Unfazed by criticism of the way the note ban was handled, Reserve Bank of India (RBI) governor Urjit Patel said he has grown a thick skin on the job. He stressed that the economy will make a recovery after a short drop. “Almost everyone agrees that the impact is going to be a sharp ‘V’,” Patel said in an interview on Friday. On the change in monetary policy stance from accommodative to neutral, he added that the central bank had to look beyond the headline number. Edited excerpts:
Do you think that in your estimate, the economy will be able to shake off the negative impact of demonetization?
Almost everyone agrees that the impact is going to be a sharp “V”, that we will have a downgrade of growth for a short period of time. Remonetization has happened at a fast pace and that was part of the plan that subsequent to the withdrawal of the specified banknotes our production plans and supply processes would ensure that remonetization happened as quickly as possible.
Looking back at the last 100 days, do you think that the principal objectives of the exercise have been met? Do you think that corruption has been reined in and counterfeiting as well?
There were several objectives behind this. For RBI, fake Indian currency notes was an important issue that needed to be addressed. The other collateral benefits from this, in terms of greater accountability, better public finance and more transparency are by definition areas that take time to fully play out. We have also had financial re-intermediation, in terms of greater financial savings going into deposits, mutual funds and insurance. So, there have been a fair number of benefits. Even the impetus given to digitization should be beneficial going forward.
Many commentators were expecting that you would go in for a rate cut given the low headline inflation rate. But you did not do that and you shifted the monetary policy stance from accommodative to neutral. What are your reasons?
Since we have committed to move closer to 4% inflation because of the legislated and notified mandate of the government, we needed to look beyond the headline number to see where the kind of disinflation that is needed to take us towards 4% would come from and the monetary policy committee (MPC) felt that inflation, excluding food and fuel, is something that has been stubborn since September-October and has shown little sign of coming decisively below 5%. That was the main reason why we had to look through headline inflation.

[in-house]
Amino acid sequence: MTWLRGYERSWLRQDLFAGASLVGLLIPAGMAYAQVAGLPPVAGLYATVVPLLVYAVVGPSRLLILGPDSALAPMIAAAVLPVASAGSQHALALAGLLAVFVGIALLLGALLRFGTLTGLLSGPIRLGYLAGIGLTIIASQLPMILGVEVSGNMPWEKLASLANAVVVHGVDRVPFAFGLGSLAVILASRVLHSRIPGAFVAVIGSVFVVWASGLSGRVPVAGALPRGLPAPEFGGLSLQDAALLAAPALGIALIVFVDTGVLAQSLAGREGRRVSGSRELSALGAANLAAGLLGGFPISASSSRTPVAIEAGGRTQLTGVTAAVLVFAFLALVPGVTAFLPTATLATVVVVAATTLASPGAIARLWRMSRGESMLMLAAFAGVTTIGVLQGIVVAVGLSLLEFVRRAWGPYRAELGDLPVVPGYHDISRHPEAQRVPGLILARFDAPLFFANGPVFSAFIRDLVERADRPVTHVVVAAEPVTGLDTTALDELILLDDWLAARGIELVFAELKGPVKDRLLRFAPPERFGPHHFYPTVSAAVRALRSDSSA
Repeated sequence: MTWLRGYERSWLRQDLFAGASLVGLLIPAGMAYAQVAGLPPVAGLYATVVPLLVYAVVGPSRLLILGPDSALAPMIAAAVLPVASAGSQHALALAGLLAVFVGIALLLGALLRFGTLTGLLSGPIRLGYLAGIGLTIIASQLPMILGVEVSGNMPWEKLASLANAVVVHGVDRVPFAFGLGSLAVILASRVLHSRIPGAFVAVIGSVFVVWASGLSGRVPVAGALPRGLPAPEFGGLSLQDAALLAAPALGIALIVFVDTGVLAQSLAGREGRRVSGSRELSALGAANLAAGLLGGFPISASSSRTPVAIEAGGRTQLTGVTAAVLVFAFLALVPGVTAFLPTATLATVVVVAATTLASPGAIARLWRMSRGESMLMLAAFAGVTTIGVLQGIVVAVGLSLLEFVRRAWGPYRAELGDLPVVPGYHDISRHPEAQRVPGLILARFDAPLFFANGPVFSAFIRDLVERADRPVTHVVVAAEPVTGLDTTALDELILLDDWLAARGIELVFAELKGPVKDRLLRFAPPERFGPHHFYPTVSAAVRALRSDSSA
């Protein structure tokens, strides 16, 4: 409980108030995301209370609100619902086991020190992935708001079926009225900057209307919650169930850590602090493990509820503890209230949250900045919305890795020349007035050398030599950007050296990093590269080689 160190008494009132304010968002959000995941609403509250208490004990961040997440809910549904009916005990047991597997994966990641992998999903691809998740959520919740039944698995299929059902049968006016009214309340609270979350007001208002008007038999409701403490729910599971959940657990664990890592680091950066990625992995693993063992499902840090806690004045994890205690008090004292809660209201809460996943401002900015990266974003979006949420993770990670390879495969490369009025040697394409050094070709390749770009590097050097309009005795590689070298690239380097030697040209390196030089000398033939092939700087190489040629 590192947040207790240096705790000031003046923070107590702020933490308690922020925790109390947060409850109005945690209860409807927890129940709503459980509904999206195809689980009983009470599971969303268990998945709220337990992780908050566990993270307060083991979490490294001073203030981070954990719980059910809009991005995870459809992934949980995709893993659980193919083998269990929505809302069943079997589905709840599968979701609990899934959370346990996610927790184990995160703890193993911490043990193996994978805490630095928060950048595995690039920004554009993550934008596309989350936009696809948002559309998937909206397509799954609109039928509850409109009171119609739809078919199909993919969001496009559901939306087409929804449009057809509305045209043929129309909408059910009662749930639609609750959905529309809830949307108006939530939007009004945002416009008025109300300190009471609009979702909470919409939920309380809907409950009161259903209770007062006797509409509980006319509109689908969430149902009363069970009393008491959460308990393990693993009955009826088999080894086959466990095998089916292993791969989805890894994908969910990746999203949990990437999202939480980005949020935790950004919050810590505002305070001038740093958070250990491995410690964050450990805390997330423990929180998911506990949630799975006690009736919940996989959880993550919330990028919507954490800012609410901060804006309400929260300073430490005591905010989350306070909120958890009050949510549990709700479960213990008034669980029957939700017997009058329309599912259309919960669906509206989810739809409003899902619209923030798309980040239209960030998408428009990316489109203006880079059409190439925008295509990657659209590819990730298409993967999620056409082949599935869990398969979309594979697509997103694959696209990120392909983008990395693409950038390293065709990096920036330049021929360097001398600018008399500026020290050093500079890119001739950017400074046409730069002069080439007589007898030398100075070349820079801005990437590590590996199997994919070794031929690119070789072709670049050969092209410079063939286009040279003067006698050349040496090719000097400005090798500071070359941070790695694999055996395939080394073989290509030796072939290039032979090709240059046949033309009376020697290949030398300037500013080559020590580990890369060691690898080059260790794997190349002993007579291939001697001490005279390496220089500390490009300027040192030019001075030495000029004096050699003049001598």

The other reason is that the effects of demonetization, and now remonetization, may also impact some of the commodities where we have seen disinflation, but we do not know to what extent and for how long. It is most likely going to be short-lived.
And that was why the MPC thought that we needed to have the flexibility going forward and therefore the shift in stance from accommodative to neutral.
We also find that internationally, commodity prices have firmed up, the international food price index has gone up, the base metal price index has gone up; crude prices continue to be in the mid-50s and staying there for some time given the data of the past few months.
How should we understand and interpret the neutral stance? Does it mean that there will no rate cuts in the next three months or no rate cuts in all of 2017?
The monetary policy committee could either keep rates constant, increase them or bring them down. There are three options possible compared to when it was accommodative. So, given how the inflation outlook changes, if at all, over the next few readings in terms of the data that comes out and our projections based on that for the next fiscal year, policy changes could be either one of those three.
Under what circumstances would you consider a rate cut? Is inflation the only thing or are there other factors in the mix as well?
We have been mandated by the government and by legislation to have an inflation target of about 4%... Therefore that is our main objective in terms of the policy of the central bank, which is now determined by the MPC.
Does this stance of yours mean that the economic recovery could be sooner and sharper than what most forecasters are predicting?
If you look at our projections that were published last week as part of the MPC, we expect growth to be about 7.4% in the next fiscal year, which is about 50 basis points more than the projection for the current fiscal year. Therefore, there is a recovery compared to this fiscal year going into next year.
How do you respond to the recent criticism of the RBI? Do you personally feel upset about it?
No, I think that it is important that one grows a thick skin fast in this business and I think we have done that. We have gone about our work, we had undertaken major challenges during these past few months and valid criticism is something that we are open to.